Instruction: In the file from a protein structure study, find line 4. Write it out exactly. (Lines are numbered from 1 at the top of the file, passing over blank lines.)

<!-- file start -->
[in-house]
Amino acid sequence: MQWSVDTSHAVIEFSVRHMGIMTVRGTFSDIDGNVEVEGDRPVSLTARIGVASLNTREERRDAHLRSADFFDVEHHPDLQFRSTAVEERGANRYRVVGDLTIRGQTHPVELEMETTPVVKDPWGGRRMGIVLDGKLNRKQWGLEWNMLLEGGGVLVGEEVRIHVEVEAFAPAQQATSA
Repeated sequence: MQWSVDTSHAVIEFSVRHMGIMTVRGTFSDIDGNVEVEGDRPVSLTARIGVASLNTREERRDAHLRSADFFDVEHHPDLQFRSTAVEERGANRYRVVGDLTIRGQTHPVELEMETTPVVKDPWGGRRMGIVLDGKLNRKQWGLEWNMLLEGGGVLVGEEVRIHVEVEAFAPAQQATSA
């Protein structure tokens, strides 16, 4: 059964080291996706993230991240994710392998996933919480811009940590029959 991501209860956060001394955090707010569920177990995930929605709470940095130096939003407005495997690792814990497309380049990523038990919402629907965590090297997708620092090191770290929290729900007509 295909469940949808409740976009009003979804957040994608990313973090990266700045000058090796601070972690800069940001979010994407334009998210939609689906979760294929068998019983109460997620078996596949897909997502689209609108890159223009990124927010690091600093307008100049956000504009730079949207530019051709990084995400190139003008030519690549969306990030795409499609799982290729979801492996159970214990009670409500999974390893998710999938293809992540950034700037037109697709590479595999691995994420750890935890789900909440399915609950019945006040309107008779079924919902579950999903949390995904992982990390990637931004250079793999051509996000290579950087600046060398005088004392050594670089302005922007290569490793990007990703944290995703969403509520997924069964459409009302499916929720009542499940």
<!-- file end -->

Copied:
């Protein structure tokens, strides 16, 4: 059964080291996706993230991240994710392998996933919480811009940590029959 991501209860956060001394955090707010569920177990995930929605709470940095130096939003407005495997690792814990497309380049990523038990919402629907965590090297997708620092090191770290929290729900007509 295909469940949808409740976009009003979804957040994608990313973090990266700045000058090796601070972690800069940001979010994407334009998210939609689906979760294929068998019983109460997620078996596949897909997502689209609108890159223009990124927010690091600093307008100049956000504009730079949207530019051709990084995400190139003008030519690549969306990030795409499609799982290729979801492996159970214990009670409500999974390893998710999938293809992540950034700037037109697709590479595999691995994420750890935890789900909440399915609950019945006040309107008779079924919902579950999903949390995904992982990390990637931004250079793999051509996000290579950087600046060398005088004392050594670089302005922007290569490793990007990703944290995703969403509520997924069964459409009302499916929720009542499940």